By Sarah Dutton, Jennifer De Pinto, Anthony Salvanto, Fred Backus and Brian Montopoli.
Ninety-two percent of Americans favor background checks for all potential gun buyers, according to a new CBS News/New York Times poll.
Universal background checks are one of the proposals that President Obama has called on Congress to pass as part of his proposal to combat gun violence in the wake of the massacre in a Newtown, Conn., elementary school in December.
"If you want to buy a gun -- whether it's from a licensed dealer or a private seller -- you should at least have to show you are not a felon or somebody legally prohibited from buying one," Mr. Obama said Wednesday, adding that "as many as 40 percent of all gun purchases are conducted without a background check."
Licensed gun dealers already must run background checks, but unlicensed dealers and private sellers, many of whom sell guns at gun shows or over the internet, are not required to do so.
Only seven percent of respondents in the poll, which was conducted before the president's press conference, said they oppose background checks for all potential gun buyers.
Support for universal background checks went across party lines: 89 percent of Republicans and 93 percent of Democrats and independents were in favor, as well as 93 percent of gun households and 85 percent of those living in a household with a member of the National Rifle Association.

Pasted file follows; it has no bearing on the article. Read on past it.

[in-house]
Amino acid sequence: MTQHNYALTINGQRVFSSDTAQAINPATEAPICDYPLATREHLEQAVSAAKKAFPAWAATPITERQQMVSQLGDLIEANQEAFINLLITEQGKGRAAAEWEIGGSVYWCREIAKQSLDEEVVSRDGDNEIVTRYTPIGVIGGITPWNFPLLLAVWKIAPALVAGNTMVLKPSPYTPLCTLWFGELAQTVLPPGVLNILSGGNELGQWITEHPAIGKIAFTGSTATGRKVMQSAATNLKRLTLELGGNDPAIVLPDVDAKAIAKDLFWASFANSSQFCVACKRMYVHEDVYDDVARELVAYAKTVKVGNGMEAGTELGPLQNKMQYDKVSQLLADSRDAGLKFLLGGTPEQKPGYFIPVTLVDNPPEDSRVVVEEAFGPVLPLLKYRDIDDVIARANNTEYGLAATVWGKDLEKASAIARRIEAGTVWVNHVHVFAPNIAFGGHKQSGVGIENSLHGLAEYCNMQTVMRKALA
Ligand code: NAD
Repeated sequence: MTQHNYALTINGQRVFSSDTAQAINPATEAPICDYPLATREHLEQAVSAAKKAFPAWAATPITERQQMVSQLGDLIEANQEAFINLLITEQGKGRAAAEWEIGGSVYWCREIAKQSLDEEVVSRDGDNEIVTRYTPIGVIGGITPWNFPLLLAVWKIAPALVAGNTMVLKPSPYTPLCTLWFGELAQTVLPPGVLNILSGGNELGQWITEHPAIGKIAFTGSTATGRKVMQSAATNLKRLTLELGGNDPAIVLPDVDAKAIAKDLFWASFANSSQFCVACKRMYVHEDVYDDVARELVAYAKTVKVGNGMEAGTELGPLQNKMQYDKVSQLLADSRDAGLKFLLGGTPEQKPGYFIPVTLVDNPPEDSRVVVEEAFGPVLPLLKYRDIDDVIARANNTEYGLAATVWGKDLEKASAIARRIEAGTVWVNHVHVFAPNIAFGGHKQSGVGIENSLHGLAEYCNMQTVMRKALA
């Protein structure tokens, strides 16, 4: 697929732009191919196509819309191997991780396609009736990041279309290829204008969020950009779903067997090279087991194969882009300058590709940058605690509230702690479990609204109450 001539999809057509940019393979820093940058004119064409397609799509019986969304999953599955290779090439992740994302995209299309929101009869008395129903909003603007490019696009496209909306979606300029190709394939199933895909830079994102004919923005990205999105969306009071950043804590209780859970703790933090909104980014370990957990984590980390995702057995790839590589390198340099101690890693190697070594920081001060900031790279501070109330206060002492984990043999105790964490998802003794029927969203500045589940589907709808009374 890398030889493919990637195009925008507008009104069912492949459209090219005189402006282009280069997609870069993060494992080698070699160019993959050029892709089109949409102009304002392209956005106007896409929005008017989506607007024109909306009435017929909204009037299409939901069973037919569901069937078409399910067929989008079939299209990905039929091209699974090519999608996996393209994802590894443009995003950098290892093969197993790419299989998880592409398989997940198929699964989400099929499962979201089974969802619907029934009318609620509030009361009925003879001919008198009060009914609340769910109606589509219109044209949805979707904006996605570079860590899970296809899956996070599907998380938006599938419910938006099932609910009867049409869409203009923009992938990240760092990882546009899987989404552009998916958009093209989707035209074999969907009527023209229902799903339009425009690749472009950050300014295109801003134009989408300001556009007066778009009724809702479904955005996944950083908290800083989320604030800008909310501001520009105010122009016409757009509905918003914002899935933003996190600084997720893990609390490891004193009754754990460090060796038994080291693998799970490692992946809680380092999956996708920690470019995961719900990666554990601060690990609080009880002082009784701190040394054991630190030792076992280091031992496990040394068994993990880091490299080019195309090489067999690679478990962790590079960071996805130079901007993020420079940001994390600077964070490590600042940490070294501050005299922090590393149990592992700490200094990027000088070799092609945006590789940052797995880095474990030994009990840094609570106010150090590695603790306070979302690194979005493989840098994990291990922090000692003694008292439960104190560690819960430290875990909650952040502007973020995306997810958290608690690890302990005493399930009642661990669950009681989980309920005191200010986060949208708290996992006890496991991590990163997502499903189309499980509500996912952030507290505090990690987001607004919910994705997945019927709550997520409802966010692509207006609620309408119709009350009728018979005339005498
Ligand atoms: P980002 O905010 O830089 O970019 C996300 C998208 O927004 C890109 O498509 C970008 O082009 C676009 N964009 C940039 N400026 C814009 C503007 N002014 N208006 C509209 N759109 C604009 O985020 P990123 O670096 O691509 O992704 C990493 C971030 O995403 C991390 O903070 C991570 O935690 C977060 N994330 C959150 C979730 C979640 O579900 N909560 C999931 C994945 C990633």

Seventy-four percent of Americans, meanwhile, said that more armed security guards would help prevent mass shootings in public places. Thirty-five percent said armed guards would help a lot in places like schools, movie theatres and malls, and another 39 percent said they would help some. One in four said they would not help.
In response to the Newtown tragedy, the NRA has called for all schools to have armed guards.
These findings are part of an initial release from the survey, which was taken from January 11-15. More results from the poll will be released later today.
For detailed results from these poll questions, see next page.
Phone numbers were dialed from samples of both standard land-line and cell phones. The error due to sampling for results based on the entire sample could be plus or minus three percentage points. The error for subgroups may be higher. This poll release conforms to the Standards of Disclosure of the National Council on Public Polls.